Arapaho Pass, outskirts of Boulder, you are beautiful!

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kelp in my stew, ocean memories, too

i smell the kelp as i prepare the big pot of lentils. i love to make dal, the traditional indian dish. i make good dal, people say. to me, it’s better than the stuff i find at indian restaurants. turmeric, cumin, curry, oregano, bay leaf, salt, pepper, and today, kelp, are the spices i add into this hearty nourishing tonic of a meal.

i smell the jar of kelp powder we bought from mountain rose herbs. it smells like the ocean and i am brought back to this time last year, living on the coastal waters of maine a stone’s throw from the penobscot bay. last year i was getting over a fear of the ocean. i have no fear of water; i love to swim & do so buoyantly. but the ocean, that terrifying, powerful, uncertain, unfamiliar world – i have harbored a fear of the ocean since childhood, ever since my dad stepped on a shark when we were in the pacific’s summer beach waters off the coast of california. my dad stepped on a little shark, i was on his back. he grew up in california and laughed it off, but i was terrified. my dad stepped on a shark. there are sharks in these waters. i am going to get bit- my leg will probably get bitten off.

greened summer bay from the shore

greened summer bay from the shore

and so the deep-seated fear set in me, creating an irrational unstoppable bodily-emotional reaction near the ocean. now this hasn’t stopped me from kayaking with sharks, scuba diving with barracudas, rays and sharks, and swimming in the ocean. but i only go so far when i am in the water: at first sign of a large fish or unclear waters, i panic. it takes a concerted effort for me to slow my breathing and remain calm in such instances because my first reaction is to jump out of the water, propelled skyward like a rocket.

with this in mind, i brought my wetsuit to maine. i had my 5 fingers shoes i use for running to wear so i could wade into the waters easily from the pebble-bottomed bay and not get scared at something slimy or moving underfoot that i might encounter on my way out. for days, i walked from my house to the ocean, a mere 100 yards. i circumnavigated the bay. i climbed and sat on rocks, meditating and watching the gorgeous sunsets, dancing in the clear light and amazing ocean air. i collected bladderwrack, a prominent seaweed left in the bay as the waters recede and dried it from the cross-beam in my room. i watched the ocean & waited for spring to pass so i could jump into its cold waters.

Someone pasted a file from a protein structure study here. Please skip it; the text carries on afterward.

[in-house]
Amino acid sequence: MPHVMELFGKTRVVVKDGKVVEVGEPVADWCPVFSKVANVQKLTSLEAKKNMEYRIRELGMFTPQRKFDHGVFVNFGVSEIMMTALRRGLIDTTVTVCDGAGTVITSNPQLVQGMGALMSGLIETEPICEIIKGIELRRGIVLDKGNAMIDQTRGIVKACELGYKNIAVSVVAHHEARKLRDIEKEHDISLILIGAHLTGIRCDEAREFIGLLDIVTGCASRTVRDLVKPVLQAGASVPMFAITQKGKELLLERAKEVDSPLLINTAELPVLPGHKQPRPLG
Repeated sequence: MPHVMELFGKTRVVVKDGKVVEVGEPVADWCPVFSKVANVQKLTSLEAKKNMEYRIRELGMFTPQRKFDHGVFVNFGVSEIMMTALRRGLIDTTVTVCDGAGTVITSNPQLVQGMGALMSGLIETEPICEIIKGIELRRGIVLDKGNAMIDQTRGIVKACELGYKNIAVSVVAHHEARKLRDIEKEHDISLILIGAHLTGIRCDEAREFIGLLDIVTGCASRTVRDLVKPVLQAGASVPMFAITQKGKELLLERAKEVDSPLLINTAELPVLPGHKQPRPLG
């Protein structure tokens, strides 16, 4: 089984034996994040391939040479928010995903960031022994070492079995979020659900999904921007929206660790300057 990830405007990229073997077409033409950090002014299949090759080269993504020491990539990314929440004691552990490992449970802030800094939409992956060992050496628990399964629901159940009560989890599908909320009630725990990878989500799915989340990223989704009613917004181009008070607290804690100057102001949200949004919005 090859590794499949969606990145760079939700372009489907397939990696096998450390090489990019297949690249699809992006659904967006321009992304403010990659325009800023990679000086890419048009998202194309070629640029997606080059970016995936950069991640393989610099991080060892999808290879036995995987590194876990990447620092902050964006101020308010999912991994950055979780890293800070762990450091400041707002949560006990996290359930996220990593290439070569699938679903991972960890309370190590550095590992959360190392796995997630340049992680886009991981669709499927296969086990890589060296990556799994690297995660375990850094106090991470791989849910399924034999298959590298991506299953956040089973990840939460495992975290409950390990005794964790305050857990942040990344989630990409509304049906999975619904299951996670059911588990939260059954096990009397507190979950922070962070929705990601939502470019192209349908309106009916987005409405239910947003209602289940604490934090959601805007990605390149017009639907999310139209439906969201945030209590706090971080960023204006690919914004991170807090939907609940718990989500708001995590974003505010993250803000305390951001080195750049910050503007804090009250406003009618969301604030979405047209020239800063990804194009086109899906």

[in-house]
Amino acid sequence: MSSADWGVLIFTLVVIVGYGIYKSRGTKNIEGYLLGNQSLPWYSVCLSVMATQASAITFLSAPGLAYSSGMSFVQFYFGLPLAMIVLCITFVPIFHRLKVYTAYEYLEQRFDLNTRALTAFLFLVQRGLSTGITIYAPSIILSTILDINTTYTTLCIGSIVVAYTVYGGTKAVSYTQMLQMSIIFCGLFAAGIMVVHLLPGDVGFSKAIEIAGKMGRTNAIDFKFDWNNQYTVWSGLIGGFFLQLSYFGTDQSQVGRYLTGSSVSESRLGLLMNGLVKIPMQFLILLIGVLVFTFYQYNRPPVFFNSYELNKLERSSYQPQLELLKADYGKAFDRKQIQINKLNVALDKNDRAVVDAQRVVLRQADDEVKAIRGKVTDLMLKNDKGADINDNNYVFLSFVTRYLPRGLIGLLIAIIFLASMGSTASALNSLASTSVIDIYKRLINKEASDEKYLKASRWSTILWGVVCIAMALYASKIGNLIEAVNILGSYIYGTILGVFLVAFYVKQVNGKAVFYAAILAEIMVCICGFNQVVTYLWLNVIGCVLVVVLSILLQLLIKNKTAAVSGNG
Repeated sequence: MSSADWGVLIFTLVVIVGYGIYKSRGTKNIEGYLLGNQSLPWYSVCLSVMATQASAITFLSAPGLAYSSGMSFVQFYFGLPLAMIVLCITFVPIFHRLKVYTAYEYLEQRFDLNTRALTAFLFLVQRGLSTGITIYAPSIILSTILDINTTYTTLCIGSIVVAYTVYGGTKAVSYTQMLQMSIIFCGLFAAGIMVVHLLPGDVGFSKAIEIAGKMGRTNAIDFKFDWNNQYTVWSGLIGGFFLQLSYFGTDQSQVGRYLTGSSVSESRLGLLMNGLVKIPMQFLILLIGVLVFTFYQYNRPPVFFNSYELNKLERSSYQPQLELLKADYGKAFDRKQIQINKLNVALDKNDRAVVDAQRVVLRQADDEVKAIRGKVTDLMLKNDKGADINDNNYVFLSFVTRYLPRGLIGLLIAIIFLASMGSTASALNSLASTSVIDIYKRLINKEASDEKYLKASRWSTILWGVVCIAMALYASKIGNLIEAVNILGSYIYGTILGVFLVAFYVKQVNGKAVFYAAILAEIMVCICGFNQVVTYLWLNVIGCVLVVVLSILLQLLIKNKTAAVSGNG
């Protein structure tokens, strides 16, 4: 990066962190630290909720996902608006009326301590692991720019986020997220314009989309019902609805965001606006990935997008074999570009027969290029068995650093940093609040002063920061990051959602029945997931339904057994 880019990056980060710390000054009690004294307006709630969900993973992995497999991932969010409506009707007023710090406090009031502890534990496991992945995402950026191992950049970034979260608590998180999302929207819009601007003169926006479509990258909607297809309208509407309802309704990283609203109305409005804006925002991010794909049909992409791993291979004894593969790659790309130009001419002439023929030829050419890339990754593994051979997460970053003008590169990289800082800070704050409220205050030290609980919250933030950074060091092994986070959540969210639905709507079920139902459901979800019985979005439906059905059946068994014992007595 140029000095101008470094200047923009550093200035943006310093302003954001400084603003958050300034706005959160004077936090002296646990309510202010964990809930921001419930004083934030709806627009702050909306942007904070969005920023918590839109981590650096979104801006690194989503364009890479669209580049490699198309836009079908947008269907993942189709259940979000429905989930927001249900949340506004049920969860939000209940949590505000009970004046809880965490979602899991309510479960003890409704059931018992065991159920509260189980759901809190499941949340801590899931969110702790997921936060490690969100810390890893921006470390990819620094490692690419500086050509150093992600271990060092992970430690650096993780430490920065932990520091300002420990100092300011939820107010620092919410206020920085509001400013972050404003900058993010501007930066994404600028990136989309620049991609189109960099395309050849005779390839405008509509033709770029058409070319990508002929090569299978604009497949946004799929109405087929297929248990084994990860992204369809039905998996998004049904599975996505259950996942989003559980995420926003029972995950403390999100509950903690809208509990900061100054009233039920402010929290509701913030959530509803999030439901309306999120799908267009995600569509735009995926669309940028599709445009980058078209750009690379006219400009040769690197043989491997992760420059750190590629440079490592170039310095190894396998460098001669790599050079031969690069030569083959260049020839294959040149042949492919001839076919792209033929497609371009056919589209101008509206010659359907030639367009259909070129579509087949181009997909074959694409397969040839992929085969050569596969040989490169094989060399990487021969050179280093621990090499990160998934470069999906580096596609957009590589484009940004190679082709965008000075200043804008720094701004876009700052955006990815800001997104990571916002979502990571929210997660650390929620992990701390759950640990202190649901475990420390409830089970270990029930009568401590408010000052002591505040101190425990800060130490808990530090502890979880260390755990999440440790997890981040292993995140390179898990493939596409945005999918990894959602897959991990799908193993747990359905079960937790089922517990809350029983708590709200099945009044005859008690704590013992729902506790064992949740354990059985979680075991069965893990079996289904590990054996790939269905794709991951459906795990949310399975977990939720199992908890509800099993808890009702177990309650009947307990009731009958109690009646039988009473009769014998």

water from bay-level

water from bay-level

 

outward bound boat coming into dock in our bay

outward bound boat coming into dock in our bay

the ocean, some say, is our primordial home. i know this as i smell the kelp. i feel warm & held by my mother, my Great Mother, the earth, and her womb, the ocean. I feel a lifetime of creatures surround me and tell me, we’re your kin! the ocean is your home, and i know this is true. i remember this first womb of my ancestors and i feel nourished- nourished down to my cells which mirror this ocean womb in salinity and form.

that summer i jumped in the ocean time after time, mostly alone. i read accounts of the house’s previous inhabitants lying on their backs in the bay, giggling and uproarious, as sea otters do. i made friends with brother seal one afternoon and i felt so especially singled out, as if a great gift had been given to me, that this wild sea creature would take part of his day to look at me and exchange information. and i did “get over” or at least confront my fear of the ocean and its sharks & creatures of the dark who can swim faster than i, are longer in tooth and more skillful in pulling me under than i am of swimming away.

sunset from my window

sunset from my window

i swam four hours one day after running to one section of the bay and swimming the long trek around the bend back to my cove. i had panics at times during the swim, and honestly the way i made peace with them was by making peace with death. rationally i know my fear of sharks may be overstated, so i calm myself by saying, it’s unlikely you’ll get eaten. i convince myself to swim by saying, this swim, if i die in this swim, was was worth it. i can’t hide myself away under a log in order to live forever- i must do the things i want to do, even if i am afraid!

and i felt empowered through this experience and strengthened in this process. for the ocean is a metaphor for life and the womb is the symbolic and literal nest from which this life is birthed. over and over; again and again. it is that primordial stew from which we are all birthed. and, though i may have fears founded & unfounded, i must keep living, exploring & at times keening this great song of balance as long as i live.